Archive for April, 2015

The Paradox of Hot Food

April 17, 2015

I’ve wondered why food abroad (which almost always means somewhere warmer) often is more spicy than the typical, Norwegian cuisine. A part of the explanation is likely that few spices grow north. In David Landes The Wealth and Poverty of Nations, after extensive discussions of European trade and shipping routes across the world from the 1400’s and onwards, with spice as an important commodity, I came across the following anecdote.

The Spice of Life

People of our day may wonder why pepper and other condiments were worth so much to Europeans of long ago. The reason lay in the problem of food preservation in a world of marginal subsistence. Food supply in the form of cereals barely sufficed, and it was not possible to devote large quantities of grain to animals during long winters, excepting of course breeding stock, draft animals, and horses. Hence the traditional autumnal slaughter. To keep this meat around the calendar, through hot and cold, in a world without artificial refrigeration, it was smoked, corned, spiced, and otherwise preserved; when cooked, the meat was heavily seasoned, the better to hide the taste and odor of spoilage. Hence the paradox that the cuisine of warmer countries is typically “hotter” than that of colder lands–there is more to hide.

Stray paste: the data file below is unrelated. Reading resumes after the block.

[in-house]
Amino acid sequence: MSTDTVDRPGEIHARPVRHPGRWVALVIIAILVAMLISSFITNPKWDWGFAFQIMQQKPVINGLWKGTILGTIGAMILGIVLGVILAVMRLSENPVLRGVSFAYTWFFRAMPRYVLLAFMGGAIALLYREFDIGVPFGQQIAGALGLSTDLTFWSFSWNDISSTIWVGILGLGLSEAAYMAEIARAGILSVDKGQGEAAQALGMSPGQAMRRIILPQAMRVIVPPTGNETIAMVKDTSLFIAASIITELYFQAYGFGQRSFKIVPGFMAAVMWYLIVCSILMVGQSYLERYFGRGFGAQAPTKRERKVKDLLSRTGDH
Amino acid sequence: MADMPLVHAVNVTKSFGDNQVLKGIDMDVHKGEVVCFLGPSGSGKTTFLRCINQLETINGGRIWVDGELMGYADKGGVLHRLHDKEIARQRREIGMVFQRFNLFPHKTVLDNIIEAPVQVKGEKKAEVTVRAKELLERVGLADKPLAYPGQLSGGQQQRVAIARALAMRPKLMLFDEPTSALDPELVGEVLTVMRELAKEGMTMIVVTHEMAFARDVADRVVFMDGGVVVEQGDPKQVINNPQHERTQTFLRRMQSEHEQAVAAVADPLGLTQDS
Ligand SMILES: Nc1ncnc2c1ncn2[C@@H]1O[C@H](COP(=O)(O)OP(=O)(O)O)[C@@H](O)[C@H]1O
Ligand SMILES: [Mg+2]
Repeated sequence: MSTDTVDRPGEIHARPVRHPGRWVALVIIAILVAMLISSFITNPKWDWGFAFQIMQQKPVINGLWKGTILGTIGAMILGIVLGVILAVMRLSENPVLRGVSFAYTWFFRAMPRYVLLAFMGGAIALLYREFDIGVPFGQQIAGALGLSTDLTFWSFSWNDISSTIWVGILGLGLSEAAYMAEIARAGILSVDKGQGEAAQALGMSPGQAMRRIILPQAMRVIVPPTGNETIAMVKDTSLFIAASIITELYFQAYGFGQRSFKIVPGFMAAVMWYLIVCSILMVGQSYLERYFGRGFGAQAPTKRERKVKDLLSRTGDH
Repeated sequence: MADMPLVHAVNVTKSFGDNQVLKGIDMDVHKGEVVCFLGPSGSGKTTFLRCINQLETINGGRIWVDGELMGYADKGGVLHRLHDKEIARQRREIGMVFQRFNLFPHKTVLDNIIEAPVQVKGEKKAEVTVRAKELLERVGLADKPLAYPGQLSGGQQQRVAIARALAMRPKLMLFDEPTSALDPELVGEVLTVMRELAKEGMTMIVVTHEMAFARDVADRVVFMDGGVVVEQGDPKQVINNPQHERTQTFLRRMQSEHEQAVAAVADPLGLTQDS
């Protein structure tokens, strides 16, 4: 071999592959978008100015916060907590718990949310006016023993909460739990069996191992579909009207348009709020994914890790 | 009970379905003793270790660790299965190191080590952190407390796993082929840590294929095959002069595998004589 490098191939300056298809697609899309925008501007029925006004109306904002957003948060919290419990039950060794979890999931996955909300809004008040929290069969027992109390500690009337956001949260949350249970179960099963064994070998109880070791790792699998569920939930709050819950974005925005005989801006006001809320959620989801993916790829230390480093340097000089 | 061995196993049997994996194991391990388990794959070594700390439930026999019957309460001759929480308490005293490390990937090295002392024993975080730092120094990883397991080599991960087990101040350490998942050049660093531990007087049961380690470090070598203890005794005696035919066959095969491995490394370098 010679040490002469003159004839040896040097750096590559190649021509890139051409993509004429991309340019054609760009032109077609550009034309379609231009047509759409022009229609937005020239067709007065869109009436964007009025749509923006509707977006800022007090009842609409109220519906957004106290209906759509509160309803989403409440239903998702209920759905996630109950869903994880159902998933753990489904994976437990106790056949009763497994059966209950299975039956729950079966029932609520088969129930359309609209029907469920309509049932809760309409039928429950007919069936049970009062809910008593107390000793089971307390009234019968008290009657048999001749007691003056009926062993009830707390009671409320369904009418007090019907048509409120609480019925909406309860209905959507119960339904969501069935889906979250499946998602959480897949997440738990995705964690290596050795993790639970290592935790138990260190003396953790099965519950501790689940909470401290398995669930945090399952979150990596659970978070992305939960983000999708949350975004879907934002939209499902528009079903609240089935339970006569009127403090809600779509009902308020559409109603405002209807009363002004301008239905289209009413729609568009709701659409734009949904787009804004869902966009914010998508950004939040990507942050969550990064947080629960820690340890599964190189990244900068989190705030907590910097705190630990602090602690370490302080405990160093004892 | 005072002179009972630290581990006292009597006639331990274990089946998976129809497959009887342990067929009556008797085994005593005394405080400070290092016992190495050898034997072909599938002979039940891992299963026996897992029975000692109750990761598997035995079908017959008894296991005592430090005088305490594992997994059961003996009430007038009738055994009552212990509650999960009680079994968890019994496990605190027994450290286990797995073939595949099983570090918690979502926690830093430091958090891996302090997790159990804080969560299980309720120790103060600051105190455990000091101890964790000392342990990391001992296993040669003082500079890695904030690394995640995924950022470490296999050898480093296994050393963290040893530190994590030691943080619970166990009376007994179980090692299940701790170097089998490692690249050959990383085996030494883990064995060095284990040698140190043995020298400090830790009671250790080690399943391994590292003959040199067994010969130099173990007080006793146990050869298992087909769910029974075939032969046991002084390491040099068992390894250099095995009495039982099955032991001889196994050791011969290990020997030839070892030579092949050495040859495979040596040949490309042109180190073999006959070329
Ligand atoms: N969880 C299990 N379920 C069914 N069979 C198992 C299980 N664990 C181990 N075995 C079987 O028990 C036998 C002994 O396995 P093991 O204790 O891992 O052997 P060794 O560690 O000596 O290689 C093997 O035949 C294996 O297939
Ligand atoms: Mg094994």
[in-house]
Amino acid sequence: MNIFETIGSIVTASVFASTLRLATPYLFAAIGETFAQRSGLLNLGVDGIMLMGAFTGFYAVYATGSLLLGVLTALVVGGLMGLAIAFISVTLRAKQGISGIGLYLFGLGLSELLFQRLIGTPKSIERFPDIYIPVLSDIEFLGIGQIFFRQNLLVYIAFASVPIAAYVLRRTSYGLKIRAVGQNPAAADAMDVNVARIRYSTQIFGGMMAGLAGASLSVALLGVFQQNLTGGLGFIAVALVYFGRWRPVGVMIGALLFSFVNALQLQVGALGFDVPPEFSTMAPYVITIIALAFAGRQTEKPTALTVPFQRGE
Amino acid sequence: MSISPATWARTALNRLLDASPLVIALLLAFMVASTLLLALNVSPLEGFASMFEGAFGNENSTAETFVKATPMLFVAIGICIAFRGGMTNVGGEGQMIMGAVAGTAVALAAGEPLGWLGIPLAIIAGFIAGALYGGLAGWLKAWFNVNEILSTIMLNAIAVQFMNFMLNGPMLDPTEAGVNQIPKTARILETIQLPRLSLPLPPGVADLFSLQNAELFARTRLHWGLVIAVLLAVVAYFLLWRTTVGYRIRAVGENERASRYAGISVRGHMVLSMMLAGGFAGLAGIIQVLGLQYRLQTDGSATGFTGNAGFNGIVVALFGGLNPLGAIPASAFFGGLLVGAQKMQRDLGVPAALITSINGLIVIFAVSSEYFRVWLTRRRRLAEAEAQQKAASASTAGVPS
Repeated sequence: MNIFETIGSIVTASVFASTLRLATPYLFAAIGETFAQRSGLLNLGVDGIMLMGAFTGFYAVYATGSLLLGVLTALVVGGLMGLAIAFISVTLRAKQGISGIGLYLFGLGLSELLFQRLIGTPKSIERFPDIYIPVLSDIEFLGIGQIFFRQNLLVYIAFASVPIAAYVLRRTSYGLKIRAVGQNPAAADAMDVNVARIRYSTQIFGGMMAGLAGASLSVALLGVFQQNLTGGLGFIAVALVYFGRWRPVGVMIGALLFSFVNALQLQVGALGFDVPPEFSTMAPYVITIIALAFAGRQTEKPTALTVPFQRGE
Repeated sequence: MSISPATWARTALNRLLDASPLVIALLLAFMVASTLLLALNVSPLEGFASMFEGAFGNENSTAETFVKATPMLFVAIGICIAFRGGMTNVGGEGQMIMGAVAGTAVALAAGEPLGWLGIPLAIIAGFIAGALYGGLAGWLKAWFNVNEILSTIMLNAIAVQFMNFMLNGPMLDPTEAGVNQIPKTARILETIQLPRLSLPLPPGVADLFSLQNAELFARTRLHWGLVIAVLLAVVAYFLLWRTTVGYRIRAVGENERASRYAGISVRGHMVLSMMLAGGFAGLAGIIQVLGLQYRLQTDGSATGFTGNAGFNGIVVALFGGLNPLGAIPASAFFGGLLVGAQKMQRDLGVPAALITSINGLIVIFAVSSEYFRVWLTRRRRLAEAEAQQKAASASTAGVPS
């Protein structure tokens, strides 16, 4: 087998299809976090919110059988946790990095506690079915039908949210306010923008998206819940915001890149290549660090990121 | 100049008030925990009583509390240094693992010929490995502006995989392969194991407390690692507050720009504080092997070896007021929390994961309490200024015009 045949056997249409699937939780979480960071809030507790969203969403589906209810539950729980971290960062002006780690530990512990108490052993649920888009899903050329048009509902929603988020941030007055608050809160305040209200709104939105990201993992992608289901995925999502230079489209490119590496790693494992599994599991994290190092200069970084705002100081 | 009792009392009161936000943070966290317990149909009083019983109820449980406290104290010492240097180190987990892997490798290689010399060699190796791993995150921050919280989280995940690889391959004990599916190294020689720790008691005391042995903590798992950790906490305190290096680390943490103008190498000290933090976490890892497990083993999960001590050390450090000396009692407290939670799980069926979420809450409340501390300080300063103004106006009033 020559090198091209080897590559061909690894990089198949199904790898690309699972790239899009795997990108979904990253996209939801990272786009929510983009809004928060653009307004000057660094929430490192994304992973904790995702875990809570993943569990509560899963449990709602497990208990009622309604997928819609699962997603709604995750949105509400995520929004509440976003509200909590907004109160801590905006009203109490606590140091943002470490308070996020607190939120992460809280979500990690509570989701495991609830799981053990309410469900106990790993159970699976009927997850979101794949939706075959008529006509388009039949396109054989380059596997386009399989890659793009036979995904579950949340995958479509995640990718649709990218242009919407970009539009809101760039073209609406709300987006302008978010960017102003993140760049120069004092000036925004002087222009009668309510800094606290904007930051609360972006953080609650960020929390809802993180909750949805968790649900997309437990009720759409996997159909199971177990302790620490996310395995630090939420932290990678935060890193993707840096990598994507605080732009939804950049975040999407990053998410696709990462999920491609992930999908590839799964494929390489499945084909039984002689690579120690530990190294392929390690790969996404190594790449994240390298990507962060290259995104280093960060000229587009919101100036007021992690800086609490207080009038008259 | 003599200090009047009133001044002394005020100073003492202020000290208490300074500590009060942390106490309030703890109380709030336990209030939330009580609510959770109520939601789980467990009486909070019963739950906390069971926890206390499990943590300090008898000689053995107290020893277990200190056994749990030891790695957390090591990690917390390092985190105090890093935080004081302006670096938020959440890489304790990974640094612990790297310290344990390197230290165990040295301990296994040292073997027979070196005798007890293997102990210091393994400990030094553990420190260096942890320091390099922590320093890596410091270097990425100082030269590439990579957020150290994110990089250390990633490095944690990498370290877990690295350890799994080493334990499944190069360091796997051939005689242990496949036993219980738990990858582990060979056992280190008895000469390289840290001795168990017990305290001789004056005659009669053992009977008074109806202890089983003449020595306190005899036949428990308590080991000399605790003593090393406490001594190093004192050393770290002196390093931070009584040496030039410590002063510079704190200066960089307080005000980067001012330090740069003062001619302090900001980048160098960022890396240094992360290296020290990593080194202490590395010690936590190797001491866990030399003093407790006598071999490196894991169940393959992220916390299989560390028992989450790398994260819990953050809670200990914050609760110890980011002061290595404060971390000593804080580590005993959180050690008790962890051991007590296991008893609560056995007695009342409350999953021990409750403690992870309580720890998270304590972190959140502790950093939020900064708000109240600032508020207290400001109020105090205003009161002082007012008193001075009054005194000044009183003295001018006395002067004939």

Condiments brought a further dividend. The people of that day could not know this, but the stronger spices worked to kill or weaken the bacteria and viruses that promoted and fed on decay. […] Spices, then, were not merely a luxury in medieval Europe but also a necessity, as their market value testified.

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Quote of the Day

April 15, 2015

Such in reality is the absurd confidence which almost all men have in their own good fortune, that wherever there is the least probability of success, too great a share of it is apt to go to them […] of its own accord.

– Adam Smith, Wealth of Nations, Book IV, ch. 7, part I